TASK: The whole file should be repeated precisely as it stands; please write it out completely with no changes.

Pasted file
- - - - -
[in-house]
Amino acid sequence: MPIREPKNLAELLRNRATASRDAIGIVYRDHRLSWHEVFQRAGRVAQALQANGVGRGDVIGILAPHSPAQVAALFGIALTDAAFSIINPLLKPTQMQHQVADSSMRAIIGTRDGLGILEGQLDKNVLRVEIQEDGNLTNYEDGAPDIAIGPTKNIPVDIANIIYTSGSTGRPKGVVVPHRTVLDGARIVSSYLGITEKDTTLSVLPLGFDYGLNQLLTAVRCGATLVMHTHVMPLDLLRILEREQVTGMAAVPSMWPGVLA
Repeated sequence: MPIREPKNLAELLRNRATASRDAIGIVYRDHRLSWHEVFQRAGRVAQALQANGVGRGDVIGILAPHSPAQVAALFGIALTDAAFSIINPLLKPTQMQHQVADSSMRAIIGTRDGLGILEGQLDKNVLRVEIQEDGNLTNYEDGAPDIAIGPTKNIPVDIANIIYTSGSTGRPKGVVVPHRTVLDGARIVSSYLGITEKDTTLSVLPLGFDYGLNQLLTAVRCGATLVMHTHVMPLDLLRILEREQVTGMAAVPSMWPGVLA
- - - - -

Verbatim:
[in-house]
Amino acid sequence: MPIREPKNLAELLRNRATASRDAIGIVYRDHRLSWHEVFQRAGRVAQALQANGVGRGDVIGILAPHSPAQVAALFGIALTDAAFSIINPLLKPTQMQHQVADSSMRAIIGTRDGLGILEGQLDKNVLRVEIQEDGNLTNYEDGAPDIAIGPTKNIPVDIANIIYTSGSTGRPKGVVVPHRTVLDGARIVSSYLGITEKDTTLSVLPLGFDYGLNQLLTAVRCGATLVMHTHVMPLDLLRILEREQVTGMAAVPSMWPGVLA
Repeated sequence: MPIREPKNLAELLRNRATASRDAIGIVYRDHRLSWHEVFQRAGRVAQALQANGVGRGDVIGILAPHSPAQVAALFGIALTDAAFSIINPLLKPTQMQHQVADSSMRAIIGTRDGLGILEGQLDKNVLRVEIQEDGNLTNYEDGAPDIAIGPTKNIPVDIANIIYTSGSTGRPKGVVVPHRTVLDGARIVSSYLGITEKDTTLSVLPLGFDYGLNQLLTAVRCGATLVMHTHVMPLDLLRILEREQVTGMAAVPSMWPGVLA